Thursday, 28 March 2013

Pre-Easter roundup of legal news - (2)

Following on from the previous post, further legal news:

1.  Major parts of Legal Aid Sentencing and Punishment of Offenders Act 2012 come in to force on 1 April 2013 including the severe cuts to civil legal aid provision enacted by LASPO Part 1.

2.  Youth Conditional Cautions are in force on 8th April 2013. There is a code of practice - LINK

3.  The Home Office is consulting about changes to Police and Criminal Evidence Act 1984 - Codes A, B, E and F - (Closes 10th May 2013)

4.  The Ministry of Justice is consulting about - Implementing the coroner reforms in Part 1 of the Coroners and Justice Act 2009  - (Closes 12 April 2013)

Wednesday, 27 March 2013

Pre-Easter Roundup of legal news - (1)

Sir Sydney Kentridge QC
There is a massive amount of legal activity at the present time.  Here is a roundup of some it.

1. The highly controversial Justice and Security Bill has cleared the House of Lords.  All that remains is for the Bill to receive Royal Assent.  Implementation will follow and bring about the extension of closed material procedures to civil proceedings.  The Bill enhances Parliamentary supervision over the security services.

2.  New laws for missing persons - Ministry of Justice.  The Presumption of Death Act 2013 ... means relatives can apply for a certificate declaring someone as presumed dead.  The certificate will be equivalent to a death certificate and means those left behind can deal with the legal and financial affairs of the missing person – for example enabling them to stop direct debits and other outgoings.  The changes apply to England and Wales - bringing them into line with Scotland and Northern Ireland.

3.  Crown Court at Manchester - Sentencing remarks of His Honour Judge Martin Rudland in R v Brewer are available - Judiciary R v Brewer and see the earlier post of 11th February.

Monday, 25 March 2013

Regulation of the Press - (2)

The earlier post Regulation of the Press (1) noted the importance of freedom of expression in a democratic society.  Following on from the Leveson Report, a model for press regulation of a Royal Charter on Press Regulation plus statutory elements emerged.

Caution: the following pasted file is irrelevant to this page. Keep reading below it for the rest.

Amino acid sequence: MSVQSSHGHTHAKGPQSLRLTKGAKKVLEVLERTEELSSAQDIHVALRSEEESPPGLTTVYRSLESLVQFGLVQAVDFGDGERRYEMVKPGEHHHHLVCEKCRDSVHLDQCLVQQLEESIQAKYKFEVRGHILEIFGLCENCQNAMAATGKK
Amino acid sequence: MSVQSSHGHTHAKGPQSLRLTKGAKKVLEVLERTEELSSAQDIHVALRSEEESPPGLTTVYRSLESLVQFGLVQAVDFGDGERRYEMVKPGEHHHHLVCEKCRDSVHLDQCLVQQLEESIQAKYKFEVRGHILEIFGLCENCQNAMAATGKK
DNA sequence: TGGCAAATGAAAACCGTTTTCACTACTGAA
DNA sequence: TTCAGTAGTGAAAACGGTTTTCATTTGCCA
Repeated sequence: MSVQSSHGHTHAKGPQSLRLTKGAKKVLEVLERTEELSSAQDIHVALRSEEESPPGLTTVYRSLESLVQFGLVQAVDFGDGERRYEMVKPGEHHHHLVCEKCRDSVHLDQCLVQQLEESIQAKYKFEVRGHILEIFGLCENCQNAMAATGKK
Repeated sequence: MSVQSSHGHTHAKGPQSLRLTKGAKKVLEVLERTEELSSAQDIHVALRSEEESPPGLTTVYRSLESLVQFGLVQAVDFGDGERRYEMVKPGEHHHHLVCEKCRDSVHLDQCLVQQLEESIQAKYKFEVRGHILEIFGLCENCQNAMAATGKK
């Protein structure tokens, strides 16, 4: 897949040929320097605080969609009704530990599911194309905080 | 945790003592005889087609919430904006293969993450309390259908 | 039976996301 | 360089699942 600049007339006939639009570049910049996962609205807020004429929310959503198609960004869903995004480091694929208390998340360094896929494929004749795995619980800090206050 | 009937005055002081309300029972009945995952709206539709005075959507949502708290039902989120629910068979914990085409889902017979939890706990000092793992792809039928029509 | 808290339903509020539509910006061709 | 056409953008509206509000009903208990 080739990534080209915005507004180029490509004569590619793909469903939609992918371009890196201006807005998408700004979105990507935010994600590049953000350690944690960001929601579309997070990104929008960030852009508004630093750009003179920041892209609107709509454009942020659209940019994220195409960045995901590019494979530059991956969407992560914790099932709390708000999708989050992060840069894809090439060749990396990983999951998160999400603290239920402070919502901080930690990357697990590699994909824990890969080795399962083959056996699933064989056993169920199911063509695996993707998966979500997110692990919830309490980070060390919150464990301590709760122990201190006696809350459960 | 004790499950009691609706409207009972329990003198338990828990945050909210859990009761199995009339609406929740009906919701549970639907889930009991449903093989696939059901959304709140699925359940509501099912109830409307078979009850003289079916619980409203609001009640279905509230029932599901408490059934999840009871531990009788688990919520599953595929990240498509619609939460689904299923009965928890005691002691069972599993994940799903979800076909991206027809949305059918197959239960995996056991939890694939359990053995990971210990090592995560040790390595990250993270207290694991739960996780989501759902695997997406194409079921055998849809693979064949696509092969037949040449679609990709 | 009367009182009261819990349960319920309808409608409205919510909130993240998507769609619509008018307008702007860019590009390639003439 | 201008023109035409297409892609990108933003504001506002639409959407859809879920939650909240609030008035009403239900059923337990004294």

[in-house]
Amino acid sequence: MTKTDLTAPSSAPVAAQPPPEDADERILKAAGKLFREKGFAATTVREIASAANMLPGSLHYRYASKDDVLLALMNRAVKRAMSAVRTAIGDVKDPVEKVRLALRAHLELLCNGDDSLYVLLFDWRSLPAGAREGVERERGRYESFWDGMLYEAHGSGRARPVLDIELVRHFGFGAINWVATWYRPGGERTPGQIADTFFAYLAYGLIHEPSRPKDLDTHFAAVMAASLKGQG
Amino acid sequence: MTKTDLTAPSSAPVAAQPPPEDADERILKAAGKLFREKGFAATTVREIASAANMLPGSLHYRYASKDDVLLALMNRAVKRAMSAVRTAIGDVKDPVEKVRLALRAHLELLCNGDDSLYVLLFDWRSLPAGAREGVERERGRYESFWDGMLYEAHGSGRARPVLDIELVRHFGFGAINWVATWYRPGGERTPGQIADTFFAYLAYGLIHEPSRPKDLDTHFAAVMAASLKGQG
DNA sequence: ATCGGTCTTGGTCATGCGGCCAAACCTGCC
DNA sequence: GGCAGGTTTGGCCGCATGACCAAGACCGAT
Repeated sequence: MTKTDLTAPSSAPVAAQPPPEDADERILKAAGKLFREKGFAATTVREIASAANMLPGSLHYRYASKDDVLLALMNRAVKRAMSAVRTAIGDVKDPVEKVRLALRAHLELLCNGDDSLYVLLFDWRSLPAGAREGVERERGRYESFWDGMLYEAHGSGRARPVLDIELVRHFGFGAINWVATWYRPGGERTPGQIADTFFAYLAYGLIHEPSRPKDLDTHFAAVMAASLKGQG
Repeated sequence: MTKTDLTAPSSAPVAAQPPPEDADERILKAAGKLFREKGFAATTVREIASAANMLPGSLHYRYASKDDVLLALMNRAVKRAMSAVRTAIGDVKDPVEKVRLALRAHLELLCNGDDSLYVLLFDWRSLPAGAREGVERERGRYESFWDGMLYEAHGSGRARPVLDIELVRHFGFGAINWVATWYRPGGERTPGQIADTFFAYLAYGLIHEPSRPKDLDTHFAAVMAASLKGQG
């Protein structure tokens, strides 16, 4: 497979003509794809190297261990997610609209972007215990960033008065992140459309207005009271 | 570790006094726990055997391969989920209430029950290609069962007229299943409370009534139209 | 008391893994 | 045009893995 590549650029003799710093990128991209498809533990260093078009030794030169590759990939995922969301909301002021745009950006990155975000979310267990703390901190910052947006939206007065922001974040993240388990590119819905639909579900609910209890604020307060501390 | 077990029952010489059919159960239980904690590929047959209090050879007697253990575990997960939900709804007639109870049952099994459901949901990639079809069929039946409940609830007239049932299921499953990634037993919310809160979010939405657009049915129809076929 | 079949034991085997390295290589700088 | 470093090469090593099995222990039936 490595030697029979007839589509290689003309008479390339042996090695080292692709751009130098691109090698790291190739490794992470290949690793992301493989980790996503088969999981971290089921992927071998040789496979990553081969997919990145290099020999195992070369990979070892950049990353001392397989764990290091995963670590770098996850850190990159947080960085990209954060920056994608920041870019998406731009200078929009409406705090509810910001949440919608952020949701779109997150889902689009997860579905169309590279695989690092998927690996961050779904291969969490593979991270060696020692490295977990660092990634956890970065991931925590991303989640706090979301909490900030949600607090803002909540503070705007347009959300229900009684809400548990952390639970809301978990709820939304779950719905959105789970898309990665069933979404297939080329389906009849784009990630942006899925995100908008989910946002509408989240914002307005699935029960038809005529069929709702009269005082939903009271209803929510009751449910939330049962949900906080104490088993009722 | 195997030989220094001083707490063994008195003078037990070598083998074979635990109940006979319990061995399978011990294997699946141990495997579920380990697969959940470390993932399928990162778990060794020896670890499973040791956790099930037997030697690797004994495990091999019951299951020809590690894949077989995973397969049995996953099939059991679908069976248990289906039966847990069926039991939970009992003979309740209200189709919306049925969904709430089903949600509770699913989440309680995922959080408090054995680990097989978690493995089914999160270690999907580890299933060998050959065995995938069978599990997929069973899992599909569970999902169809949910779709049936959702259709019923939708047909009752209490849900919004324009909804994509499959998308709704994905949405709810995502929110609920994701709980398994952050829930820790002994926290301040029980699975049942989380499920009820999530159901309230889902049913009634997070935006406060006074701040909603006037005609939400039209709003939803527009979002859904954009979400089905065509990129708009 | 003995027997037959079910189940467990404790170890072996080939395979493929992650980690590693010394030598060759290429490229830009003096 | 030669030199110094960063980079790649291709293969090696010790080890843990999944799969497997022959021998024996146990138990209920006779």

Another post - The path to censorship of the media - contains links to various materials which were collated at the time when  information was emerging as to how it was proposed to regulate the press.

What we now have is:

  • An addition to the Enterprise and Regulatory Reform Bill stating: "Where a body is established by Royal Charter after 1 March 2013 with functions relating to the carrying on of an industry, no recommendation may be made to Her Majesty in Council to amend the body's Charter or dissolve the body unless any requirements included in the Charter on the date it is granted for Parliament to approve the amendment or dissolution have been met."

 The Charter:

Sunday, 24 March 2013

Jobseekers ~ Bill to reverse Court of Appeal decision is being fast-tracked

The government (Department of Work and Pensions) has introduced the Jobseekers (Back to Work Schemes) Bill  ('the Bill').  The Explanatory notes are helpful in explaining what lies behind this Bill - see Explanatory NotesThe notes have been prepared by the Department for Work and Pensions to assist the reader of the Bill and to help inform debate on it. They do not form part of the Bill and have not been endorsed by Parliament.

In R (on the application of Reilly and Wilson) vs Secretary of State for Work and Pensions [2013] EWCA Civ 66 the appellants - Caitlin Reilly and Jamieson Wilson - challenged the lawfulness of the Jobseeker's Allowance (Employment, Skills and Enterprise Scheme) Regulations 2011 ("the ESE Regulations"). Their challenge was successful.  The effect of the Court's judgment is that the Department for Work and Pensions had no right to impose a sanction on claimants who had failed to meet their requirements.  The Bill has been introduced to reverse the effects of the Court of Appeal's decision and it is being 'fast-tracked' through Parliament. 

The Fortnum and Mason protest ~ Aggravated trespass

On 26th March 2011, around 130 UK Uncut supporters protested against tax avoidance on the part of large companies by occupying Fortnum and Mason's shop in London.  The actions of the protesters were criticised by some politicians.  Boris Johnson stated on BBC Question Time that the protesters had 'stormed' the building, 'terrified staff' and 'upset customers' and had caused 'tens of thousands of pounds' of damage.  A police Chief inspector persuaded the protesters to leave, via a specified route.  The protesters were arrested.  At subsequent trials, some were acquitted whilst others were convicted

Videos of Boris Johnson on BBC Question Time and the Chief Inspector talking to protesters may be viewed at UK Uncut